Back Pain During Pregnancy

Back pain in pregnancy is very common, affecting an estimated 50 percent to 80 percent of pregnant women.

It can range from mild pain associated with specific activities to acute pain that becomes chronic.

About 10 percent of the time the pain becomes so severe that it can interfere with the ability to work or carry out normal activities during pregnancy.

Studies show that lower back pain usually occurs between the fifth and seventh months of being pregnant, although in some cases it begins as early as eight to 12 weeks.

Women with pre-existing lower back problems are at higher risk for back pain, and their back pain can occur earlier in their pregnancy.

Symptoms

Lumbar pain during pregnancy is generally located at and above the waist in the center of the back, and it may be concurrent with pain that radiates into the woman's leg or foot.

Posterior pelvic pain (in the back of the pelvis) is four times more prevalent than lumbar pain in pregnancy. It is a deep pain felt below the waistline, on one or both sides or across the tailbone.


Causes and Risk Factors

Increase of hormones — Hormones released during pregnancy allow pelvic-area ligaments to soften and joints to loosen in preparation for the birthing process. This change may affect the support your back normally experiences.

Center of gravity — Your center of gravity will gradually move forward as your uterus and baby grow, which causes your posture to change.

Additional weight — Your developing pregnancy and baby create additional weight that your back must support.

Posture or position — Poor posture, excessive standing and bending over can trigger or escalate back pain.

Stress — Stress usually accumulates in weak areas of the body. Because of the changes in your pelvic area, you may experience an increase in back pain during stressful periods of your pregnancy.

Diagnosis

Diagnosis of back pain during pregnancy is based on a review of the patient’s medical history, a physical examination and possibly an MRI, to rule out a herniated disk. No X-ray or CT scan will be performed because these procedures use radiation.

Treatments

Watch your posture when you are sitting. Lounging in a chair all day puts more strain on your spine than anything else. At home and at work, make sure the chairs you use most provide good support, preferably with a straight back, arms and a firm cushion. Use a footrest to elevate your feet slightly, and don't cross your legs. That can cause your pelvis to tilt forward, exacerbating those strained back muscles.

Take breaks. Walk or stand and stretch at least once an hour. Sitting too long can make your back hurt even more. Try not to stand too long either. If you work on your feet, try to place one foot on a low stool to take some pressure off your lower back.

Avoid lifting heavy loads. If you must, do it slowly. Stabilize yourself by assuming a wide stance; bend at the knees, not at the waist; and lift with your arms and legs, not your back.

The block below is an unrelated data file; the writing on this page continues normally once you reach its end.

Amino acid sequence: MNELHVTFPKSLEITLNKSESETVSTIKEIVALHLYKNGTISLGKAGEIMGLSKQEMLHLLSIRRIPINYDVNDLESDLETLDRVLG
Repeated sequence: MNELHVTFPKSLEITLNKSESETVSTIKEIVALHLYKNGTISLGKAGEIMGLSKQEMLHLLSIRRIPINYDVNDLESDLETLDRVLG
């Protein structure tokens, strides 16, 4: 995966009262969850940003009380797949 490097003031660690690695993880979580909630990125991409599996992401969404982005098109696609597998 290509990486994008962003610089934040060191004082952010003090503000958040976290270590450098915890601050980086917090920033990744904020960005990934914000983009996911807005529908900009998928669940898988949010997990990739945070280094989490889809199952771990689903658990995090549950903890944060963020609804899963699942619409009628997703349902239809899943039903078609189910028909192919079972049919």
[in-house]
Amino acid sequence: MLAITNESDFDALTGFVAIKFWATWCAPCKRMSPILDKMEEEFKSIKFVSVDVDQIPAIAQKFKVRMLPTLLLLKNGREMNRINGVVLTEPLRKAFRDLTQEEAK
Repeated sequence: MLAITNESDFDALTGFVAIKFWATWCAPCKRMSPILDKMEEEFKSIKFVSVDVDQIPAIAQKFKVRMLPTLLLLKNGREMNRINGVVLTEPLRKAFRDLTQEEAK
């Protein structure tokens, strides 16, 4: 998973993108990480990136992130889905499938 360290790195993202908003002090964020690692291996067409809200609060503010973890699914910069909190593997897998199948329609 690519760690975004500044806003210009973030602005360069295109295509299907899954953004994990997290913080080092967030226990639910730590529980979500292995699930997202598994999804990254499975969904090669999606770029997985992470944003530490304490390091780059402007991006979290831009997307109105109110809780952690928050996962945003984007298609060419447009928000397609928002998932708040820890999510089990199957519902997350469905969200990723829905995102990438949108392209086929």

Watch your weight.

Wear the right shoes. Extremely high heels are out, as are completely flat ones. Experts recommend a 2-inch heel to keep your body in proper alignment.

No reaching. Use a low, stable step stool to get items from high places and you’ll avoid additional strain.

Think happy thoughts. A calm mind leads to a looser back. You can also try some prenatal yoga, which will relax both your mind and your back.

Physiotherapy, yoga, exercise (walking, biking and swimming) are all considered safe for most pregnant women and can be performed for 20 to 45 minutes, three to five days a week. Pregnant women should take care to exercise at a mild to moderate level, but not to the point of exhaustion.

Strengthen your stomach. Do pelvic tilts to strengthen your abs, which in turn support your back. Or sit on an exercise ball and rock back and forth.

Go hot and cold. Soothe sore muscles by applying cold compresses, then warm compresses in 15-minute intervals.

Take a warm bath. Or turn the showerhead to pulsating to massage your back.

Get a massage. Wait until after the first trimester to get one. Go to a masseuse who knows you’re pregnant and is trained in the art of prenatal massage.

Always Talk to Your OB

Sometimes back pain is a red flag that something serious is going on. Among the most worrisome causes of pregnancy back pain is preterm labor. Women should watch for pain that is new and cyclical — which could be a sign of uterine contractions — along with vaginal bleeding or any change in vaginal discharge that could indicate a placental issue or an early rupture of your waters.

If you experience numbness, tingling or a sharp, shooting pain in your buttocks, legs or feet, call your doctor to make sure there are no serious conditions. Even though the cause of numbness is usually not a more worrisome condition, such as preterm labor, it could signify compression of the sciatic nerve or other nerves that connect your spine to the lower body and pelvic area.

Pregnant women should always consult with their healthcare professional before taking any prescription or over-the-counter medicine. Women taking pain medicines who are considering becoming pregnant should also consult with their healthcare professionals to discuss the risks and benefits of pain medicine. Healthcare professionals should continue to follow the recommendations on the drug labels when prescribing pain medicines to pregnant patients.